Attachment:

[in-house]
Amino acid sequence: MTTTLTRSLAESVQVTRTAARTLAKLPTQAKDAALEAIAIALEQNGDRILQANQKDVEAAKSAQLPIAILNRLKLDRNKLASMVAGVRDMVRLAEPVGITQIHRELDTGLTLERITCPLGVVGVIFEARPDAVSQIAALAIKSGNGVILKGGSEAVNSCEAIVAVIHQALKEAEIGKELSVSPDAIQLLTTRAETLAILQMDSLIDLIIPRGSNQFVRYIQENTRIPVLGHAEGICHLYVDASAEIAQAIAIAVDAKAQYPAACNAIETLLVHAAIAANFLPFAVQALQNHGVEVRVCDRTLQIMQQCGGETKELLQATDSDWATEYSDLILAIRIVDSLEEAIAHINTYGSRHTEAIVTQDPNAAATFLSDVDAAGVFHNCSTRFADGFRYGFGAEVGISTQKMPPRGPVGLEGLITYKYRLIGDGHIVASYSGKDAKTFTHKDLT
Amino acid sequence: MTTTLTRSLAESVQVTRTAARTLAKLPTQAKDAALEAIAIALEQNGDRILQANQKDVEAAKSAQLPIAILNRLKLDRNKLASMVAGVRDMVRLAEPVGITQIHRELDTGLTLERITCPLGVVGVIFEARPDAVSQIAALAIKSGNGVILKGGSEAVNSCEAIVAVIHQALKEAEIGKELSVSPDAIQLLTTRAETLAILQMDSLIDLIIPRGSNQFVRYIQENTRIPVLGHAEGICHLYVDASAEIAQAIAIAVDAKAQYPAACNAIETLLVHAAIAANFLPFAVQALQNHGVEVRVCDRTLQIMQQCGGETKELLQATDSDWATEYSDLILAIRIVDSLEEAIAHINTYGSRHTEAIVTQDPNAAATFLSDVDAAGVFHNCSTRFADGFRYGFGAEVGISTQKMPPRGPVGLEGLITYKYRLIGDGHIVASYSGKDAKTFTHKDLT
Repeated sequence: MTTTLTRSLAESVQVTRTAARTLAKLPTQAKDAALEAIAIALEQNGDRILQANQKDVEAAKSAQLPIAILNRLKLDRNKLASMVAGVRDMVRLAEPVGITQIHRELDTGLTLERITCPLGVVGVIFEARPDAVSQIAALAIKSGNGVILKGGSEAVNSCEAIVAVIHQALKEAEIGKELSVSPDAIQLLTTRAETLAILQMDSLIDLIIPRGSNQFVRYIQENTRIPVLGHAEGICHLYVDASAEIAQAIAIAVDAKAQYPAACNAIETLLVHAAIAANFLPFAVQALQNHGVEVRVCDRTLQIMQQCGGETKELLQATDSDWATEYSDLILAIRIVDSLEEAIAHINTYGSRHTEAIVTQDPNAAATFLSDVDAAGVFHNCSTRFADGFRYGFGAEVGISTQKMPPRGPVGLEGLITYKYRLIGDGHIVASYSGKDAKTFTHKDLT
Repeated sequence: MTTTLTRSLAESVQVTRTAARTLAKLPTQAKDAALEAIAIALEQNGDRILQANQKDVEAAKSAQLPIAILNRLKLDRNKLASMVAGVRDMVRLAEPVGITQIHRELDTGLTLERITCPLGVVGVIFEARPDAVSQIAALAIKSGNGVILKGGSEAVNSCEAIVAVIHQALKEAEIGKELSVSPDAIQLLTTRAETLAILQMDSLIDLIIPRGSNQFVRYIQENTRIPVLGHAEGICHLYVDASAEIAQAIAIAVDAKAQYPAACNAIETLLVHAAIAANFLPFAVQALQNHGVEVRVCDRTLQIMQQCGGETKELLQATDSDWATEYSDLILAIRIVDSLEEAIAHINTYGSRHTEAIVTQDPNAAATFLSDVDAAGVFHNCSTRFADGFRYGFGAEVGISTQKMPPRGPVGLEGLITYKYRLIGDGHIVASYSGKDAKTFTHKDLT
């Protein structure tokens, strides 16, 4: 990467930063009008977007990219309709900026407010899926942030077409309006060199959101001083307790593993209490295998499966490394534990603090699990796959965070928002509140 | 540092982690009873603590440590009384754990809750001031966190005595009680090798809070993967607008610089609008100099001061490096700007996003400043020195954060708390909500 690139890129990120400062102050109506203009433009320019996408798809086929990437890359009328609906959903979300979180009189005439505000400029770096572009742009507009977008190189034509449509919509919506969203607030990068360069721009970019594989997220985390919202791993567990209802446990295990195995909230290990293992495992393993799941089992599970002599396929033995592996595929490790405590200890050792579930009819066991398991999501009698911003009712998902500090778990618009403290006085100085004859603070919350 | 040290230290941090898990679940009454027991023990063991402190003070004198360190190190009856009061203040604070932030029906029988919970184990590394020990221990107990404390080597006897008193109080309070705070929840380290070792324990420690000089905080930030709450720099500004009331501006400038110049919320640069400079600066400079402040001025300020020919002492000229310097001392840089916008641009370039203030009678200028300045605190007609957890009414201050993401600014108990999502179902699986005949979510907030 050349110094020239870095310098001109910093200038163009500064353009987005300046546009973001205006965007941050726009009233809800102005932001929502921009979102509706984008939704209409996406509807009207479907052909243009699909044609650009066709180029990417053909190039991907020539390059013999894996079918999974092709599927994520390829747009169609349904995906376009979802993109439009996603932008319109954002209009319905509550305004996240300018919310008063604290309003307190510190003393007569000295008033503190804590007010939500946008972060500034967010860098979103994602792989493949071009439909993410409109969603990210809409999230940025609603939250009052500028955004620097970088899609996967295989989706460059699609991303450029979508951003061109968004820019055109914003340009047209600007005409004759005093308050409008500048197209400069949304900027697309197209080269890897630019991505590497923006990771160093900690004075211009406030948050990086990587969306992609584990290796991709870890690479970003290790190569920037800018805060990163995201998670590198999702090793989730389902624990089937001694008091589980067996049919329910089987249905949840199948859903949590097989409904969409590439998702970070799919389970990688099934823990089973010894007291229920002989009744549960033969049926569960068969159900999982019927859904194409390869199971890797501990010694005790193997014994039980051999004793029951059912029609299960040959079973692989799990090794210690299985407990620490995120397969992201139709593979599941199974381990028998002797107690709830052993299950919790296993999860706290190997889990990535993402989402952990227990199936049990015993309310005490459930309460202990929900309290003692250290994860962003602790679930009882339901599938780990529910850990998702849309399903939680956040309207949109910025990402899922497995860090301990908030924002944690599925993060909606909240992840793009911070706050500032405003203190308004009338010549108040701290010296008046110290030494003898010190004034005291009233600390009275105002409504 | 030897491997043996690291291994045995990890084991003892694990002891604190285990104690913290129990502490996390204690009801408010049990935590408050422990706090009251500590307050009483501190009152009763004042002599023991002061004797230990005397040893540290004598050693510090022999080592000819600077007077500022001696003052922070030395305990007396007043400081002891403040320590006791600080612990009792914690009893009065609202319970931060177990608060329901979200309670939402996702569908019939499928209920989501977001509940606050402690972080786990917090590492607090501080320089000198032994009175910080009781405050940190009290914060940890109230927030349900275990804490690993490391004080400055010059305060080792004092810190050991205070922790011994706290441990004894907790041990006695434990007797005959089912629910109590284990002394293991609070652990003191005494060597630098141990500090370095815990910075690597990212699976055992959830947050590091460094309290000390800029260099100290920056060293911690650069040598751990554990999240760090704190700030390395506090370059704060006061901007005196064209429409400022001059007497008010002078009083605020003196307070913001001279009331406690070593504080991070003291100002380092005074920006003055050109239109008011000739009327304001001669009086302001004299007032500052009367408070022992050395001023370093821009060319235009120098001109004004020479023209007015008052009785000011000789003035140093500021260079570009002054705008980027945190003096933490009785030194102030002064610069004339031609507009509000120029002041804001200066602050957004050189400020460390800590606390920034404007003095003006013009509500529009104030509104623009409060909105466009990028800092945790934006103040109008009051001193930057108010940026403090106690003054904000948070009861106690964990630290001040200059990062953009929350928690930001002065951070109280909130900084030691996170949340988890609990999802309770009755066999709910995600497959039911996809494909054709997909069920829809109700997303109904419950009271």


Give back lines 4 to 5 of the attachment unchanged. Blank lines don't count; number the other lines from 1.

Repeated sequence: MTTTLTRSLAESVQVTRTAARTLAKLPTQAKDAALEAIAIALEQNGDRILQANQKDVEAAKSAQLPIAILNRLKLDRNKLASMVAGVRDMVRLAEPVGITQIHRELDTGLTLERITCPLGVVGVIFEARPDAVSQIAALAIKSGNGVILKGGSEAVNSCEAIVAVIHQALKEAEIGKELSVSPDAIQLLTTRAETLAILQMDSLIDLIIPRGSNQFVRYIQENTRIPVLGHAEGICHLYVDASAEIAQAIAIAVDAKAQYPAACNAIETLLVHAAIAANFLPFAVQALQNHGVEVRVCDRTLQIMQQCGGETKELLQATDSDWATEYSDLILAIRIVDSLEEAIAHINTYGSRHTEAIVTQDPNAAATFLSDVDAAGVFHNCSTRFADGFRYGFGAEVGISTQKMPPRGPVGLEGLITYKYRLIGDGHIVASYSGKDAKTFTHKDLT
Repeated sequence: MTTTLTRSLAESVQVTRTAARTLAKLPTQAKDAALEAIAIALEQNGDRILQANQKDVEAAKSAQLPIAILNRLKLDRNKLASMVAGVRDMVRLAEPVGITQIHRELDTGLTLERITCPLGVVGVIFEARPDAVSQIAALAIKSGNGVILKGGSEAVNSCEAIVAVIHQALKEAEIGKELSVSPDAIQLLTTRAETLAILQMDSLIDLIIPRGSNQFVRYIQENTRIPVLGHAEGICHLYVDASAEIAQAIAIAVDAKAQYPAACNAIETLLVHAAIAANFLPFAVQALQNHGVEVRVCDRTLQIMQQCGGETKELLQATDSDWATEYSDLILAIRIVDSLEEAIAHINTYGSRHTEAIVTQDPNAAATFLSDVDAAGVFHNCSTRFADGFRYGFGAEVGISTQKMPPRGPVGLEGLITYKYRLIGDGHIVASYSGKDAKTFTHKDLT